Football helmet maker Riddell Inc. told a New Jersey federal court Thursday that consumers claiming the helmets were falsely advertised need not subpoena the NFL and its former concussion expert since the information is unnecessary for their class certification bid.
The estate of a woman who claimed she was exposed to asbestos through her father’s employment at Port Authority Transit Corp. and other rail companies has petitioned the U.S. Supreme Court to review lower courts' decisions that its state claims are preempted.
A Philippines resident is facing federal criminal charges in New Jersey for his alleged role in a large-scale, sophisticated identity theft scheme targeting financial institutions and high-profile account holders, U.S. Attorney Paul J. Fishman announced Friday.
A U.S. trustee on Thursday objected to the terms of a $1 million bankruptcy settlement Genova Burns LLP agreed to pay a defunct New Jersey water agency to settle malpractice claims, arguing the agency didn’t prove the deal was fair to third parties.
Connecticut’s new fair chance employment act is not as extensive as similar "ban the box" laws in some of its neighboring states. However, the laws in these other states may be instructive regarding potential future developments in this area of law for Connecticut, say Dan Schwartz and James Leva at Day Pitney LLP.
Despite regular news stories detailing the need to update our digital privacy laws and increase our cybersecurity protections, law firms and in-house legal departments should feel confident that utilizing cloud providers with strong privacy and security protections will not breach their ethical obligation to clients, says Bradley Shear of the Law Office of Bradley S. Shear LLC.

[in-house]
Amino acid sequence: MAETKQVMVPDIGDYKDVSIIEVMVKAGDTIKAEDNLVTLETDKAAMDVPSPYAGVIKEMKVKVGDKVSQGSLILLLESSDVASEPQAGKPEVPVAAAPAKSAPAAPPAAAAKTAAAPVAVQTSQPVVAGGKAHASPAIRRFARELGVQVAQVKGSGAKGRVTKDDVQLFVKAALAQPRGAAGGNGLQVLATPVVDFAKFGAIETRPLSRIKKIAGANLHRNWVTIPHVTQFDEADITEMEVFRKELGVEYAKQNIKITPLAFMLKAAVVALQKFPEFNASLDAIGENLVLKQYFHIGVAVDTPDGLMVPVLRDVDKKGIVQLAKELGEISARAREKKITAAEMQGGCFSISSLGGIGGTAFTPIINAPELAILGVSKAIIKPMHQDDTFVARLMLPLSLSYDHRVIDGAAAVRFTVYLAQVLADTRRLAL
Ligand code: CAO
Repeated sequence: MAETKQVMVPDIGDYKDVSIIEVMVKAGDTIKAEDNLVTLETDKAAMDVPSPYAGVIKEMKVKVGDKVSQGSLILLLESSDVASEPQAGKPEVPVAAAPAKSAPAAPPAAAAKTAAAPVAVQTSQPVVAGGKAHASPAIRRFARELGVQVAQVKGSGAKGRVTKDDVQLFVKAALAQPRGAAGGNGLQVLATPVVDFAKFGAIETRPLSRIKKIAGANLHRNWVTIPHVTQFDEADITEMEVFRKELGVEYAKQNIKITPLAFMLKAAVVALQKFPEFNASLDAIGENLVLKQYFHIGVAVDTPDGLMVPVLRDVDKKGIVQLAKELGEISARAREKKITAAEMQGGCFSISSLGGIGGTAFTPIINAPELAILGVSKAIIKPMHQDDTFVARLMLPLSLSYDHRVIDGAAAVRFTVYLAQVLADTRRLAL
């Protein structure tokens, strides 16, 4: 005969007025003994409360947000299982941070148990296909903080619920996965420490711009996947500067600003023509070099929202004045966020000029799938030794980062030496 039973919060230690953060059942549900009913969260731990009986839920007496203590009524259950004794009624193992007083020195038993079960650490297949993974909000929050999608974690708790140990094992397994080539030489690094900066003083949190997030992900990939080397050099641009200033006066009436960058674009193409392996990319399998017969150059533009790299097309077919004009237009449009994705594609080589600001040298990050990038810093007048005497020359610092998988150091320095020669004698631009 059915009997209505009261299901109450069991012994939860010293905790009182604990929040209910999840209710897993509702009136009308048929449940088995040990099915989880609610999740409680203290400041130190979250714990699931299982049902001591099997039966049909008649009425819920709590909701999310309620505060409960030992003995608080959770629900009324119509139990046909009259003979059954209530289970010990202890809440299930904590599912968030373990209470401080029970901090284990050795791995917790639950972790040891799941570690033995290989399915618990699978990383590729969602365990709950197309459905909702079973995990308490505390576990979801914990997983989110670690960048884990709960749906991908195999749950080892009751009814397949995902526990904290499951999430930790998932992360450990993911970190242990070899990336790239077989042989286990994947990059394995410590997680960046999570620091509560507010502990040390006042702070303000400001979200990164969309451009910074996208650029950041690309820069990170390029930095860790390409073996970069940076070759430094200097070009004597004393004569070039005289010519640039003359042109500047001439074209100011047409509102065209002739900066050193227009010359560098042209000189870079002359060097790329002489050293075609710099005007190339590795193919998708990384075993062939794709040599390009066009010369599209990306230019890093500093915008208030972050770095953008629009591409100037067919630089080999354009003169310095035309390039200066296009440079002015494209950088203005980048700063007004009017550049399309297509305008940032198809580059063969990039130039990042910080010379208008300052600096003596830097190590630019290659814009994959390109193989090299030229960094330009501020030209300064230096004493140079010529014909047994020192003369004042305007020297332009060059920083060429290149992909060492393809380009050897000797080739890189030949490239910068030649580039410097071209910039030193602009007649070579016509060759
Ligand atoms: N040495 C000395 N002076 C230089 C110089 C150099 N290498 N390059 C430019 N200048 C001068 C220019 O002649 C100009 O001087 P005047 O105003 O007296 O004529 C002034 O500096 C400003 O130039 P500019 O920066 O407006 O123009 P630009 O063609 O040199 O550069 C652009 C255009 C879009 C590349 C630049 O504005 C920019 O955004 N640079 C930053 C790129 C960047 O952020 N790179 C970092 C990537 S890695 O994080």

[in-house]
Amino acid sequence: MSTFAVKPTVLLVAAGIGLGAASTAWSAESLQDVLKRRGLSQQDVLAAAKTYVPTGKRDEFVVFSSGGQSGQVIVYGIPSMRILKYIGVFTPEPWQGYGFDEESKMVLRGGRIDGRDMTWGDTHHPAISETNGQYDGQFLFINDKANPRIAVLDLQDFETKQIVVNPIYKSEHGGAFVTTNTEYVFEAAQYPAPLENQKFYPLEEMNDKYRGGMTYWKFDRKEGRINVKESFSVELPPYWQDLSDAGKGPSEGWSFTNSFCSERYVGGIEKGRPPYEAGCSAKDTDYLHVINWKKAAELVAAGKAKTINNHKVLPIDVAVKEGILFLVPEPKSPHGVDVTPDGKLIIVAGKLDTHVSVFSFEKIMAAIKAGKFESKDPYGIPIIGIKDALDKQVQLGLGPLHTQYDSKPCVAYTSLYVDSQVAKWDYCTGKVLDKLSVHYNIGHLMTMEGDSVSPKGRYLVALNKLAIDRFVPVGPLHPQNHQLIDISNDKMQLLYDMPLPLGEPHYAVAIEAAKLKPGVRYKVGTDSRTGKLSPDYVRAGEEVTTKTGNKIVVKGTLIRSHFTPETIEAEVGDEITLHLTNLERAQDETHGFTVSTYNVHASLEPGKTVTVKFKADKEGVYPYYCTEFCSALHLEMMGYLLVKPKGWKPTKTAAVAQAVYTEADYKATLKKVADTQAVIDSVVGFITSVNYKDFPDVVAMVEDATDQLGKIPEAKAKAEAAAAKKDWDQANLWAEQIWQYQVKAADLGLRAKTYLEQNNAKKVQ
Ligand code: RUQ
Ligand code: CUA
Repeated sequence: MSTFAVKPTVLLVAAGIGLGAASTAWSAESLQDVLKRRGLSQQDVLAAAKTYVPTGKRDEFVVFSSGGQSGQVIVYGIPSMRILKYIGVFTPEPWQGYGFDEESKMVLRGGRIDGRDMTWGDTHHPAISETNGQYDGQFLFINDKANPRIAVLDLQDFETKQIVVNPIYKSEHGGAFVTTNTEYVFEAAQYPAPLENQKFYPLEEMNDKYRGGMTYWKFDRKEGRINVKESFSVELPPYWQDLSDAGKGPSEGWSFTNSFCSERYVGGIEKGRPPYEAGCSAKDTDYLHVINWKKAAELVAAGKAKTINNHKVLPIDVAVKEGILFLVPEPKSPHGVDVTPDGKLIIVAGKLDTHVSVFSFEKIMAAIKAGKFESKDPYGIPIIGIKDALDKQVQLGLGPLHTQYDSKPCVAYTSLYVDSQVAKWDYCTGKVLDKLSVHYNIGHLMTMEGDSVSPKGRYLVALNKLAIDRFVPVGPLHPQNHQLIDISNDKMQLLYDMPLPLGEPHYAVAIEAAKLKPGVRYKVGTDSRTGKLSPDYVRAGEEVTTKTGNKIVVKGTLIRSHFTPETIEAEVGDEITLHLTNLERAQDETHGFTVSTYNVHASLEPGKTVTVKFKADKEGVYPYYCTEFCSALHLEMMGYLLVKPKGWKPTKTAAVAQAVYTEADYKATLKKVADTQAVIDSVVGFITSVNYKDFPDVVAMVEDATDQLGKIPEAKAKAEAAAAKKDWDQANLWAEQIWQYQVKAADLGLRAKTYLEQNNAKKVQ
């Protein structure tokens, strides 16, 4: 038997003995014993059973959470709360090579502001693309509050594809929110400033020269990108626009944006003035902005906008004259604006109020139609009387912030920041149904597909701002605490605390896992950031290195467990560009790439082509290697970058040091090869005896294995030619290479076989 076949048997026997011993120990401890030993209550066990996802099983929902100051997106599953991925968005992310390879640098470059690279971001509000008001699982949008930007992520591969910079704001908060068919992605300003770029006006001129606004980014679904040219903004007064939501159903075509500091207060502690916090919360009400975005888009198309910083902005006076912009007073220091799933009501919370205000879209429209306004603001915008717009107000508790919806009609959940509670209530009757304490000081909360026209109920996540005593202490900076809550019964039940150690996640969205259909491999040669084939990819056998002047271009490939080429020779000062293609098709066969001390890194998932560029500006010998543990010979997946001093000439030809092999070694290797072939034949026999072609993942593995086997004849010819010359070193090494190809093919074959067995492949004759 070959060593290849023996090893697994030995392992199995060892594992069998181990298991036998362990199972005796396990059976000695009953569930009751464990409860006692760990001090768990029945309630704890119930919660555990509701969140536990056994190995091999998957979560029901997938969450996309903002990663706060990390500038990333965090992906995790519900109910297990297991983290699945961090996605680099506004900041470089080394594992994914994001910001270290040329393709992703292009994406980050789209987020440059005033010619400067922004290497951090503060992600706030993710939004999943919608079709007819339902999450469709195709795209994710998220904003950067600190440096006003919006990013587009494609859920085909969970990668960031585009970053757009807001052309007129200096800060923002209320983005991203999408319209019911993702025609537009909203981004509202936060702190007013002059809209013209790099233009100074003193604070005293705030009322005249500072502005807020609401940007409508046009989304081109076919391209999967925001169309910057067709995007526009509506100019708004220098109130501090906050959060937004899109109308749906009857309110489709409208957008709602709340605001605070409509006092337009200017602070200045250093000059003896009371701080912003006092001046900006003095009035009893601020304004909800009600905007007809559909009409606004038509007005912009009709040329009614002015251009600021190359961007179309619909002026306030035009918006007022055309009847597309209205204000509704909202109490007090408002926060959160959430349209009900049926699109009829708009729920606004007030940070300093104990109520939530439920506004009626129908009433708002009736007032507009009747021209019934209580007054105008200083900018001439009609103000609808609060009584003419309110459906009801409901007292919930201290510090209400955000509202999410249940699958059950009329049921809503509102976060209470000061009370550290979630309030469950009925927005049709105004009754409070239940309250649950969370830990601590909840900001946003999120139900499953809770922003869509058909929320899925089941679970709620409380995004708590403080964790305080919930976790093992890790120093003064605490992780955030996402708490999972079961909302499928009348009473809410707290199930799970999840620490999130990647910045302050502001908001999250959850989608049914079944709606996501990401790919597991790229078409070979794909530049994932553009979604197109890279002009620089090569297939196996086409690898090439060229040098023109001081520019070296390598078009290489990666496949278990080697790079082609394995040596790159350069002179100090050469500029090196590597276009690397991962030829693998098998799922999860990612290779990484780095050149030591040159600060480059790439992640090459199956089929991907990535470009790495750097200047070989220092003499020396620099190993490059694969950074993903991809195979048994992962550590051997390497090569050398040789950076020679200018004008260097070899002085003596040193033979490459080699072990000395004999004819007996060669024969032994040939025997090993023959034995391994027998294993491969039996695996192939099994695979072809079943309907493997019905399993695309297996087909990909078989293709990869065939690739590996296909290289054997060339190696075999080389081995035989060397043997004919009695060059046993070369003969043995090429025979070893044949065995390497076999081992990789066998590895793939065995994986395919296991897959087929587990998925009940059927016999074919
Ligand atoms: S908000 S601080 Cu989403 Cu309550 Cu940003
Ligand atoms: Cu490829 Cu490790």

It’s important to first decide what your personal brand is. Are you a crusader? A wry observer? A compassionate witness? Your social media presence doesn’t have to reflect the deepest aspects of your identity — it’s merely an image that you project, says Monica Zent, founder and CEO of Foxwordy Inc.
With the passage of the Casino Tax Property Stabilization Act, New Jersey appears to be moving forward to help stabilize Atlantic City and avoid a bankruptcy filing by the city. Success, however, will require buy-in by not only the city’s casinos but also the city itself and its citizens, say attorneys with Chapman and Cutler LLP.
One of the most prevalent complaints by associates and recent law school graduates is the lack of meaningful mentoring by more seasoned attorneys. Gary Gansle, leader of Squire Patton Boggs LLP's Northern California employment law practice, offers several tips as a light that can help junior attorneys start down the right path in their career development.
Law governing LGBT workplace protections is in flux, and largely does not keep pace with the opinion of society. To stay one step ahead, proactive employers should consider taking steps to ensure their workplace is LGBT-supportive. Doing so will not only mitigate future liability, but it will telegraph to employees that management believes in an inclusive and diverse workforce, say Jim McNeill and Peter Stockburger at Dentons.
As affordable housing zoning ordinances proliferate across the country, landowners and developers have an opportunity to shape them to lessen their detrimental impacts, before the ordinance is even adopted, says Chuck Reed, special counsel at Hopkins & Carley and former mayor of San Jose, California.
After reading the headline of Law360’s recent story “NJ Justices Force Employers to Play Long Game in Bias Rows,” one would have thought that employers would suffer grievously because of this way-out-of-the-mainstream ruling. However, this assertion is utter nonsense for several reasons, says Jon Green at Green Savits LLC.
While the federal government has not enhanced its own equal pay law, the current administration has made clear that equality in the workplace is a priority. State and local governments have taken it upon themselves to create more protections for employees, and there are several different elements employers should consider as they prepare for the possibility of defending cases under the new amendments, say attorneys at Epstein Becker Green LLP.
LeBron James has established his worth by tangible metrics. He cashed in on a free agent bonanza fueled by the NBA’s economic model that supports his regal compensation. But such is not the case when it comes to first-year associate salaries of $180,000 at certain law firms and $2,000 an hour billing rates for certain partners, says Mark A. Cohen, founder of Legal Mosaic LLC.